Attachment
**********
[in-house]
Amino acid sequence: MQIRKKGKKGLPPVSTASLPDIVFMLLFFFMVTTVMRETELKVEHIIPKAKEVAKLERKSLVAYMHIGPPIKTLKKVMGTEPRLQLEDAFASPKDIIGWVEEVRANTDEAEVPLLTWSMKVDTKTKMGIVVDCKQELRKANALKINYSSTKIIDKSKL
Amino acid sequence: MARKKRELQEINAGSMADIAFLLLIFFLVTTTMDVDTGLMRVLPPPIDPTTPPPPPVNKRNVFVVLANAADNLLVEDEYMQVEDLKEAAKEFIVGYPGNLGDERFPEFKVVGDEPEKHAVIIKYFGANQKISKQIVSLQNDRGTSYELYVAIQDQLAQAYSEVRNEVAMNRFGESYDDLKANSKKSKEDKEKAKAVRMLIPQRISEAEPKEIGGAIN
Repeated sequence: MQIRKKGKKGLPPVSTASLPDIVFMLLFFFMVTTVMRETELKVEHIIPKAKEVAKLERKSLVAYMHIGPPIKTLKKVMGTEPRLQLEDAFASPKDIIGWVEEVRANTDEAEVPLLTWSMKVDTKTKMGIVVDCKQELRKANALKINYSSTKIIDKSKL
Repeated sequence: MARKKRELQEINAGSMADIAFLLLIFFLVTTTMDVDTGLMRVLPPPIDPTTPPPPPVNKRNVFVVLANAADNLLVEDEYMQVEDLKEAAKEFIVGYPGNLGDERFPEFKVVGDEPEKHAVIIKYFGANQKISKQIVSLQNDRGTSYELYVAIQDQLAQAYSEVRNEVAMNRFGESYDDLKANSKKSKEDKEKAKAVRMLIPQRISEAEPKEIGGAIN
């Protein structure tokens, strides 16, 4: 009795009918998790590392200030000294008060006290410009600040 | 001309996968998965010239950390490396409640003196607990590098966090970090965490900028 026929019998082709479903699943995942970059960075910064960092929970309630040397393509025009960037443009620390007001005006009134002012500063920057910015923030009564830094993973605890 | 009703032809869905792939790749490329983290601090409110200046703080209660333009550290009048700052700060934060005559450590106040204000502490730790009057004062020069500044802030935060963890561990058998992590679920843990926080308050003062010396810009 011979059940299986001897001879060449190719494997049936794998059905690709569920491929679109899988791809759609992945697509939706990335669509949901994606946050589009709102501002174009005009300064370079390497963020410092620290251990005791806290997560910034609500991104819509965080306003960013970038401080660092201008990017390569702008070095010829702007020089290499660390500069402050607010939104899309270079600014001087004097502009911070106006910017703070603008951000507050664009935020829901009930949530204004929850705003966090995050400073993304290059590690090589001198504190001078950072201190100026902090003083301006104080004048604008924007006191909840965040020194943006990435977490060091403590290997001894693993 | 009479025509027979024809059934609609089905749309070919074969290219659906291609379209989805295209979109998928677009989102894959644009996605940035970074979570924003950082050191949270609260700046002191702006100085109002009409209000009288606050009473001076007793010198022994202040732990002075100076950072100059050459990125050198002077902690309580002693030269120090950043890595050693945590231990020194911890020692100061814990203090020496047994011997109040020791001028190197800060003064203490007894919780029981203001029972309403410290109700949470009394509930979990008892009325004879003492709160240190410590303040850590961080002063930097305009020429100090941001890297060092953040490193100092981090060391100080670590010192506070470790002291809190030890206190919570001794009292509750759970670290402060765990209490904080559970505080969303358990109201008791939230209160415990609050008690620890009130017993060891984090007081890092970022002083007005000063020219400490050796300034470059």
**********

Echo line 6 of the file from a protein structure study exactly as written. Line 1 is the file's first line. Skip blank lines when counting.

């Protein structure tokens, strides 16, 4: 009795009918998790590392200030000294008060006290410009600040 | 001309996968998965010239950390490396409640003196607990590098966090970090965490900028 026929019998082709479903699943995942970059960075910064960092929970309630040397393509025009960037443009620390007001005006009134002012500063920057910015923030009564830094993973605890 | 009703032809869905792939790749490329983290601090409110200046703080209660333009550290009048700052700060934060005559450590106040204000502490730790009057004062020069500044802030935060963890561990058998992590679920843990926080308050003062010396810009 011979059940299986001897001879060449190719494997049936794998059905690709569920491929679109899988791809759609992945697509939706990335669509949901994606946050589009709102501002174009005009300064370079390497963020410092620290251990005791806290997560910034609500991104819509965080306003960013970038401080660092201008990017390569702008070095010829702007020089290499660390500069402050607010939104899309270079600014001087004097502009911070106006910017703070603008951000507050664009935020829901009930949530204004929850705003966090995050400073993304290059590690090589001198504190001078950072201190100026902090003083301006104080004048604008924007006191909840965040020194943006990435977490060091403590290997001894693993 | 009479025509027979024809059934609609089905749309070919074969290219659906291609379209989805295209979109998928677009989102894959644009996605940035970074979570924003950082050191949270609260700046002191702006100085109002009409209000009288606050009473001076007793010198022994202040732990002075100076950072100059050459990125050198002077902690309580002693030269120090950043890595050693945590231990020194911890020692100061814990203090020496047994011997109040020791001028190197800060003064203490007894919780029981203001029972309403410290109700949470009394509930979990008892009325004879003492709160240190410590303040850590961080002063930097305009020429100090941001890297060092953040490193100092981090060391100080670590010192506070470790002291809190030890206190919570001794009292509750759970670290402060765990209490904080559970505080969303358990109201008791939230209160415990609050008690620890009130017993060891984090007081890092970022002083007005000063020219400490050796300034470059």